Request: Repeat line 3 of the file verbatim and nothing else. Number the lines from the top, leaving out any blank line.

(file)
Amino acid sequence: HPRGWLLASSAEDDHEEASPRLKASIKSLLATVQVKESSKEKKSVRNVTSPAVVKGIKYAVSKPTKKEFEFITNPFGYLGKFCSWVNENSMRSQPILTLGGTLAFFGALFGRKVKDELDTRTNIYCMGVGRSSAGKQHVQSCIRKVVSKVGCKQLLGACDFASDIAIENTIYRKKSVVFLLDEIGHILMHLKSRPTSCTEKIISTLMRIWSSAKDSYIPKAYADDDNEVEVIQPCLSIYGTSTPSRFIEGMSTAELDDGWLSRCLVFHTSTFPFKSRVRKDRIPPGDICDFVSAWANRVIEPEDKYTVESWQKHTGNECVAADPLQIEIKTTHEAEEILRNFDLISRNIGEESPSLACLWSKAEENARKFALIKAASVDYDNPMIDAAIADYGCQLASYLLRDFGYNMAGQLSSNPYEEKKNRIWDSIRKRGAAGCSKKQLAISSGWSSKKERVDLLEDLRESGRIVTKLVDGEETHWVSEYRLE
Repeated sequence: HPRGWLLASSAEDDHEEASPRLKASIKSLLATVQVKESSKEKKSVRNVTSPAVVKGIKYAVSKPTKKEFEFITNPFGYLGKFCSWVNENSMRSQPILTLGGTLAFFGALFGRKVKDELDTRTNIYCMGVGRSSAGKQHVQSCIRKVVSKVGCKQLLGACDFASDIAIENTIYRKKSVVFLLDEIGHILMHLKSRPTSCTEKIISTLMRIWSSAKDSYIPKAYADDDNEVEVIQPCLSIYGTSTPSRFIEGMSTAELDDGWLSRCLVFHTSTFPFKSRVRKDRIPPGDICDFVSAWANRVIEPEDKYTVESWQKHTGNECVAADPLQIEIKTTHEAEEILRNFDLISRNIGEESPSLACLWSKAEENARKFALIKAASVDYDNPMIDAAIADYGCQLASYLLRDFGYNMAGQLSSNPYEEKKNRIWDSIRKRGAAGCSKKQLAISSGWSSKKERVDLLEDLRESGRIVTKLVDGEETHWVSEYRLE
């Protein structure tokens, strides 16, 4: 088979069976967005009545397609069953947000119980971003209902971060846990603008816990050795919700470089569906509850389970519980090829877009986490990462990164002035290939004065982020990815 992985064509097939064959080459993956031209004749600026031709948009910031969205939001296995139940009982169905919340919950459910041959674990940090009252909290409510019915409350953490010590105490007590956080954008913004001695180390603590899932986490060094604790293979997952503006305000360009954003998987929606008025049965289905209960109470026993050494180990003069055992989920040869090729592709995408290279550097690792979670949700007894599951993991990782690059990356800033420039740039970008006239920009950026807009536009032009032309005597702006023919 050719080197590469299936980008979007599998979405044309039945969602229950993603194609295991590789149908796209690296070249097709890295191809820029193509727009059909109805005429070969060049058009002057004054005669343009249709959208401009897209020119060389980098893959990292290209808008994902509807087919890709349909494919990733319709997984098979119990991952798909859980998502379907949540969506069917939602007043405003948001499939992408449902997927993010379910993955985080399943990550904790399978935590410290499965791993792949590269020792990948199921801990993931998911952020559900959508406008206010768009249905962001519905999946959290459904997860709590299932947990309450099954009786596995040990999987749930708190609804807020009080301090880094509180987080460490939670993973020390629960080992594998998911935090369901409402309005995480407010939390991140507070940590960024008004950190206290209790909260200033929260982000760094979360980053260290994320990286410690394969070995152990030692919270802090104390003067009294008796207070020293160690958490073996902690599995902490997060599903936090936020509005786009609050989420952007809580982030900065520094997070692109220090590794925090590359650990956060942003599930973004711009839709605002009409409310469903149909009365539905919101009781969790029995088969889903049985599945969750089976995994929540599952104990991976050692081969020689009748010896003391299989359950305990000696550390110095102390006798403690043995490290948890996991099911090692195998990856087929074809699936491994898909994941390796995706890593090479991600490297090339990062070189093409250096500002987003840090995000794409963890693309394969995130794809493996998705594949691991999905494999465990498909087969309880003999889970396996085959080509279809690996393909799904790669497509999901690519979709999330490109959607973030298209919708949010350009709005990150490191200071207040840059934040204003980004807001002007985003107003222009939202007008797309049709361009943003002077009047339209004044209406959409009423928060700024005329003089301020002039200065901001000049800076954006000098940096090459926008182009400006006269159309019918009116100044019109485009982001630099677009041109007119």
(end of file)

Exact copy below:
């Protein structure tokens, strides 16, 4: 088979069976967005009545397609069953947000119980971003209902971060846990603008816990050795919700470089569906509850389970519980090829877009986490990462990164002035290939004065982020990815 992985064509097939064959080459993956031209004749600026031709948009910031969205939001296995139940009982169905919340919950459910041959674990940090009252909290409510019915409350953490010590105490007590956080954008913004001695180390603590899932986490060094604790293979997952503006305000360009954003998987929606008025049965289905209960109470026993050494180990003069055992989920040869090729592709995408290279550097690792979670949700007894599951993991990782690059990356800033420039740039970008006239920009950026807009536009032009032309005597702006023919 050719080197590469299936980008979007599998979405044309039945969602229950993603194609295991590789149908796209690296070249097709890295191809820029193509727009059909109805005429070969060049058009002057004054005669343009249709959208401009897209020119060389980098893959990292290209808008994902509807087919890709349909494919990733319709997984098979119990991952798909859980998502379907949540969506069917939602007043405003948001499939992408449902997927993010379910993955985080399943990550904790399978935590410290499965791993792949590269020792990948199921801990993931998911952020559900959508406008206010768009249905962001519905999946959290459904997860709590299932947990309450099954009786596995040990999987749930708190609804807020009080301090880094509180987080460490939670993973020390629960080992594998998911935090369901409402309005995480407010939390991140507070940590960024008004950190206290209790909260200033929260982000760094979360980053260290994320990286410690394969070995152990030692919270802090104390003067009294008796207070020293160690958490073996902690599995902490997060599903936090936020509005786009609050989420952007809580982030900065520094997070692109220090590794925090590359650990956060942003599930973004711009839709605002009409409310469903149909009365539905919101009781969790029995088969889903049985599945969750089976995994929540599952104990991976050692081969020689009748010896003391299989359950305990000696550390110095102390006798403690043995490290948890996991099911090692195998990856087929074809699936491994898909994941390796995706890593090479991600490297090339990062070189093409250096500002987003840090995000794409963890693309394969995130794809493996998705594949691991999905494999465990498909087969309880003999889970396996085959080509279809690996393909799904790669497509999901690519979709999330490109959607973030298209919708949010350009709005990150490191200071207040840059934040204003980004807001002007985003107003222009939202007008797309049709361009943003002077009047339209004044209406959409009423928060700024005329003089301020002039200065901001000049800076954006000098940096090459926008182009400006006269159309019918009116100044019109485009982001630099677009041109007119």